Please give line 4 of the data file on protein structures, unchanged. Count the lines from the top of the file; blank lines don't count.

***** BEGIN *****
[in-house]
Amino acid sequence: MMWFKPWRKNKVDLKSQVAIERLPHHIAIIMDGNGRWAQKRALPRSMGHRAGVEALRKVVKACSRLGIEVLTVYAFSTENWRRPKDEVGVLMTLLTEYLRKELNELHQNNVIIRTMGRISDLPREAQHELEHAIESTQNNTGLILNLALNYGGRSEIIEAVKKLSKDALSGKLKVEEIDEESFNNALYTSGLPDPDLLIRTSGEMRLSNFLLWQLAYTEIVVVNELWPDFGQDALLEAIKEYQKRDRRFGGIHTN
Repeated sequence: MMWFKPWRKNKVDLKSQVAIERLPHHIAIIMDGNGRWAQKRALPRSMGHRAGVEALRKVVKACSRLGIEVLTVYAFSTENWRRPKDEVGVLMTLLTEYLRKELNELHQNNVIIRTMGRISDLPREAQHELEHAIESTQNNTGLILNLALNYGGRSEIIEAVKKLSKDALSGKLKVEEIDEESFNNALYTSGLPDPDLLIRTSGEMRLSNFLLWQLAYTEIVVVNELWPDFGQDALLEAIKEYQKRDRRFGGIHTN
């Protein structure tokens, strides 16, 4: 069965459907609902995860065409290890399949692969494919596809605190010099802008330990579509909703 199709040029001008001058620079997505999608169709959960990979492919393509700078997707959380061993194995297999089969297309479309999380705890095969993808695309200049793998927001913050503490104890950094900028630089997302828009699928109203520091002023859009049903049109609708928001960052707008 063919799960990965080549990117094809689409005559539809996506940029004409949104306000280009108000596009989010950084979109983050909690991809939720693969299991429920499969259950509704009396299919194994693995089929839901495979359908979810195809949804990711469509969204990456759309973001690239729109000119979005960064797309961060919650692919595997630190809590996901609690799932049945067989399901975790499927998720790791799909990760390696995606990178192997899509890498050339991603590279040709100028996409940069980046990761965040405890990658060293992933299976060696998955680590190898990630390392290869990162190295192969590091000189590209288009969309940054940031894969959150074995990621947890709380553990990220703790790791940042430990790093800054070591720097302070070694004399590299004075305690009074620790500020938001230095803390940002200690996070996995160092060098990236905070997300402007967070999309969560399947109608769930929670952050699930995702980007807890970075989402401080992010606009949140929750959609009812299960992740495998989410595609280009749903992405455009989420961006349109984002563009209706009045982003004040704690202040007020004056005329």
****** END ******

């Protein structure tokens, strides 16, 4: 069965459907609902995860065409290890399949692969494919596809605190010099802008330990579509909703 199709040029001008001058620079997505999608169709959960990979492919393509700078997707959380061993194995297999089969297309479309999380705890095969993808695309200049793998927001913050503490104890950094900028630089997302828009699928109203520091002023859009049903049109609708928001960052707008 063919799960990965080549990117094809689409005559539809996506940029004409949104306000280009108000596009989010950084979109983050909690991809939720693969299991429920499969259950509704009396299919194994693995089929839901495979359908979810195809949804990711469509969204990456759309973001690239729109000119979005960064797309961060919650692919595997630190809590996901609690799932049945067989399901975790499927998720790791799909990760390696995606990178192997899509890498050339991603590279040709100028996409940069980046990761965040405890990658060293992933299976060696998955680590190898990630390392290869990162190295192969590091000189590209288009969309940054940031894969959150074995990621947890709380553990990220703790790791940042430990790093800054070591720097302070070694004399590299004075305690009074620790500020938001230095803390940002200690996070996995160092060098990236905070997300402007967070999309969560399947109608769930929670952050699930995702980007807890970075989402401080992010606009949140929750959609009812299960992740495998989410595609280009749903992405455009989420961006349109984002563009209706009045982003004040704690202040007020004056005329």